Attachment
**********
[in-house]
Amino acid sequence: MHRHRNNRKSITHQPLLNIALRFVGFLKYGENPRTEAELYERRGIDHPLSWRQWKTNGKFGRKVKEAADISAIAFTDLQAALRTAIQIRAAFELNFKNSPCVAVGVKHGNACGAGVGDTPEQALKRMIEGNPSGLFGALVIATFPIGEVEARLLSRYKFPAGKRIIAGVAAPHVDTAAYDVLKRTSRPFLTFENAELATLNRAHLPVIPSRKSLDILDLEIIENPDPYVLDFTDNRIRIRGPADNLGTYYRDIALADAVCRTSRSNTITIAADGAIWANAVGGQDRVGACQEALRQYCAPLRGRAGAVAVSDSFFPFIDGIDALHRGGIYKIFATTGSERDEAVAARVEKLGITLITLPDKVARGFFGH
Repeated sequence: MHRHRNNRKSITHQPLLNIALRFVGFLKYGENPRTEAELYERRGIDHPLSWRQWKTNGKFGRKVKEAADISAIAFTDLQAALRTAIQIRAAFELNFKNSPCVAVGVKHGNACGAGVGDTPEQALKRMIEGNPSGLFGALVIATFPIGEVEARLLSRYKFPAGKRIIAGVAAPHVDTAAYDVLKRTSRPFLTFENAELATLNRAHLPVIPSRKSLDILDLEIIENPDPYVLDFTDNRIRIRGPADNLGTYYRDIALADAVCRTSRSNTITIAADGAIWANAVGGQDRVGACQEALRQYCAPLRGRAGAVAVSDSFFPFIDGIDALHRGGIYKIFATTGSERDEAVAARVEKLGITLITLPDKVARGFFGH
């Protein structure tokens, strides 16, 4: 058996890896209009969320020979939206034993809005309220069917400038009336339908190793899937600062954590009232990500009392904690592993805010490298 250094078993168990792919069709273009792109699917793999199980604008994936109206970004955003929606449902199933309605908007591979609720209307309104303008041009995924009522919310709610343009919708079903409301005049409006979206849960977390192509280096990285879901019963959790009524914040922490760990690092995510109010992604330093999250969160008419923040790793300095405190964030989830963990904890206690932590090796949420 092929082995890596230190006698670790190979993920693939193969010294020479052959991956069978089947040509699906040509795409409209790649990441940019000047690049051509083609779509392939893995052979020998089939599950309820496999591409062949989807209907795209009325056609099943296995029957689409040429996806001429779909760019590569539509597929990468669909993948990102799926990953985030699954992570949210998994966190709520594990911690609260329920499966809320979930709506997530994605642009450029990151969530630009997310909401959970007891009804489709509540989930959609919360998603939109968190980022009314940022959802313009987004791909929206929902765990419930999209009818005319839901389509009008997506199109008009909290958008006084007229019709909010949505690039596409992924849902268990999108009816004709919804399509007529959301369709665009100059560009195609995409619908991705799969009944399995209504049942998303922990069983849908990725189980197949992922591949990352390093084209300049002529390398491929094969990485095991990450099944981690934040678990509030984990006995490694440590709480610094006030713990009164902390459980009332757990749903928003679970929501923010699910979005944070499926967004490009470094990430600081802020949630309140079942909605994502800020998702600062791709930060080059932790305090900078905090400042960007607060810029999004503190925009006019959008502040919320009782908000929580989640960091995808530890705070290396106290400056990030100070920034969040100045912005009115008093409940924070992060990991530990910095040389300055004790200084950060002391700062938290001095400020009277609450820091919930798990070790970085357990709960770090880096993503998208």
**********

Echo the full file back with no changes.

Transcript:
[in-house]
Amino acid sequence: MHRHRNNRKSITHQPLLNIALRFVGFLKYGENPRTEAELYERRGIDHPLSWRQWKTNGKFGRKVKEAADISAIAFTDLQAALRTAIQIRAAFELNFKNSPCVAVGVKHGNACGAGVGDTPEQALKRMIEGNPSGLFGALVIATFPIGEVEARLLSRYKFPAGKRIIAGVAAPHVDTAAYDVLKRTSRPFLTFENAELATLNRAHLPVIPSRKSLDILDLEIIENPDPYVLDFTDNRIRIRGPADNLGTYYRDIALADAVCRTSRSNTITIAADGAIWANAVGGQDRVGACQEALRQYCAPLRGRAGAVAVSDSFFPFIDGIDALHRGGIYKIFATTGSERDEAVAARVEKLGITLITLPDKVARGFFGH
Repeated sequence: MHRHRNNRKSITHQPLLNIALRFVGFLKYGENPRTEAELYERRGIDHPLSWRQWKTNGKFGRKVKEAADISAIAFTDLQAALRTAIQIRAAFELNFKNSPCVAVGVKHGNACGAGVGDTPEQALKRMIEGNPSGLFGALVIATFPIGEVEARLLSRYKFPAGKRIIAGVAAPHVDTAAYDVLKRTSRPFLTFENAELATLNRAHLPVIPSRKSLDILDLEIIENPDPYVLDFTDNRIRIRGPADNLGTYYRDIALADAVCRTSRSNTITIAADGAIWANAVGGQDRVGACQEALRQYCAPLRGRAGAVAVSDSFFPFIDGIDALHRGGIYKIFATTGSERDEAVAARVEKLGITLITLPDKVARGFFGH
């Protein structure tokens, strides 16, 4: 058996890896209009969320020979939206034993809005309220069917400038009336339908190793899937600062954590009232990500009392904690592993805010490298 250094078993168990792919069709273009792109699917793999199980604008994936109206970004955003929606449902199933309605908007591979609720209307309104303008041009995924009522919310709610343009919708079903409301005049409006979206849960977390192509280096990285879901019963959790009524914040922490760990690092995510109010992604330093999250969160008419923040790793300095405190964030989830963990904890206690932590090796949420 092929082995890596230190006698670790190979993920693939193969010294020479052959991956069978089947040509699906040509795409409209790649990441940019000047690049051509083609779509392939893995052979020998089939599950309820496999591409062949989807209907795209009325056609099943296995029957689409040429996806001429779909760019590569539509597929990468669909993948990102799926990953985030699954992570949210998994966190709520594990911690609260329920499966809320979930709506997530994605642009450029990151969530630009997310909401959970007891009804489709509540989930959609919360998603939109968190980022009314940022959802313009987004791909929206929902765990419930999209009818005319839901389509009008997506199109008009909290958008006084007229019709909010949505690039596409992924849902268990999108009816004709919804399509007529959301369709665009100059560009195609995409619908991705799969009944399995209504049942998303922990069983849908990725189980197949992922591949990352390093084209300049002529390398491929094969990485095991990450099944981690934040678990509030984990006995490694440590709480610094006030713990009164902390459980009332757990749903928003679970929501923010699910979005944070499926967004490009470094990430600081802020949630309140079942909605994502800020998702600062791709930060080059932790305090900078905090400042960007607060810029999004503190925009006019959008502040919320009782908000929580989640960091995808530890705070290396106290400056990030100070920034969040100045912005009115008093409940924070992060990991530990910095040389300055004790200084950060002391700062938290001095400020009277609450820091919930798990070790970085357990709960770090880096993503998208």